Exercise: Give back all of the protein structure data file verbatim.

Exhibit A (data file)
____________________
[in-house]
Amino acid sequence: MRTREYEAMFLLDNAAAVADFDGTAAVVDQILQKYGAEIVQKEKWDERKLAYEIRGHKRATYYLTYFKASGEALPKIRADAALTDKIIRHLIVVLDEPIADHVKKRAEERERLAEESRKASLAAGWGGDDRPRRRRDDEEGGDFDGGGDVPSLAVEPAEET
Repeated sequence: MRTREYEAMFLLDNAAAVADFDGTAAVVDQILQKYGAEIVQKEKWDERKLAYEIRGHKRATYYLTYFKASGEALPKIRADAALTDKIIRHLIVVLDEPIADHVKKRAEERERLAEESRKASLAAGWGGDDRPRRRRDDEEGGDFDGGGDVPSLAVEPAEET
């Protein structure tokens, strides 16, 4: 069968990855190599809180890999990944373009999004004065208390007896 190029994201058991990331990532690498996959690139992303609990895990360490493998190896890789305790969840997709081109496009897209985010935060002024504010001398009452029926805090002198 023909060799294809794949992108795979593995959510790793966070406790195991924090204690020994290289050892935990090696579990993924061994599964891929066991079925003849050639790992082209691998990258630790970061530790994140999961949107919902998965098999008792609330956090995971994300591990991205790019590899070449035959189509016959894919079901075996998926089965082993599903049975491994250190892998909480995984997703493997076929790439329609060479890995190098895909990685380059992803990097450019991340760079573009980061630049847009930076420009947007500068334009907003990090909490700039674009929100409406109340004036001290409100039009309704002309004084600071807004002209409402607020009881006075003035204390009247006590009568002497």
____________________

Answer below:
[in-house]
Amino acid sequence: MRTREYEAMFLLDNAAAVADFDGTAAVVDQILQKYGAEIVQKEKWDERKLAYEIRGHKRATYYLTYFKASGEALPKIRADAALTDKIIRHLIVVLDEPIADHVKKRAEERERLAEESRKASLAAGWGGDDRPRRRRDDEEGGDFDGGGDVPSLAVEPAEET
Repeated sequence: MRTREYEAMFLLDNAAAVADFDGTAAVVDQILQKYGAEIVQKEKWDERKLAYEIRGHKRATYYLTYFKASGEALPKIRADAALTDKIIRHLIVVLDEPIADHVKKRAEERERLAEESRKASLAAGWGGDDRPRRRRDDEEGGDFDGGGDVPSLAVEPAEET
């Protein structure tokens, strides 16, 4: 069968990855190599809180890999990944373009999004004065208390007896 190029994201058991990331990532690498996959690139992303609990895990360490493998190896890789305790969840997709081109496009897209985010935060002024504010001398009452029926805090002198 023909060799294809794949992108795979593995959510790793966070406790195991924090204690020994290289050892935990090696579990993924061994599964891929066991079925003849050639790992082209691998990258630790970061530790994140999961949107919902998965098999008792609330956090995971994300591990991205790019590899070449035959189509016959894919079901075996998926089965082993599903049975491994250190892998909480995984997703493997076929790439329609060479890995190098895909990685380059992803990097450019991340760079573009980061630049847009930076420009947007500068334009907003990090909490700039674009929100409406109340004036001290409100039009309704002309004084600071807004002209409402607020009881006075003035204390009247006590009568002497």